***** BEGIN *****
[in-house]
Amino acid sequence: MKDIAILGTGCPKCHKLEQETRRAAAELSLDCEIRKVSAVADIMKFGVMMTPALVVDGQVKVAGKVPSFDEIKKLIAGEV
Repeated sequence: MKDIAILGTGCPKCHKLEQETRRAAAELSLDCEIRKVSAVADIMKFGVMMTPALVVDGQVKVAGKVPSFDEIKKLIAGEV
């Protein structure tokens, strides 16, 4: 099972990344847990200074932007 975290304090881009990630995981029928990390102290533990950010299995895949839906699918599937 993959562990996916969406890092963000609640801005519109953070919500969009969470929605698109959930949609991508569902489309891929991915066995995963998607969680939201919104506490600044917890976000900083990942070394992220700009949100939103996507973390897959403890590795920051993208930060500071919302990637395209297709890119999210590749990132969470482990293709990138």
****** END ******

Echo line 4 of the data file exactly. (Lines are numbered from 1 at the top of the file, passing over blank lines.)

């Protein structure tokens, strides 16, 4: 099972990344847990200074932007 975290304090881009990630995981029928990390102290533990950010299995895949839906699918599937 993959562990996916969406890092963000609640801005519109953070919500969009969470929605698109959930949609991508569902489309891929991915066995995963998607969680939201919104506490600044917890976000900083990942070394992220700009949100939103996507973390897959403890590795920051993208930060500071919302990637395209297709890119999210590749990132969470482990293709990138």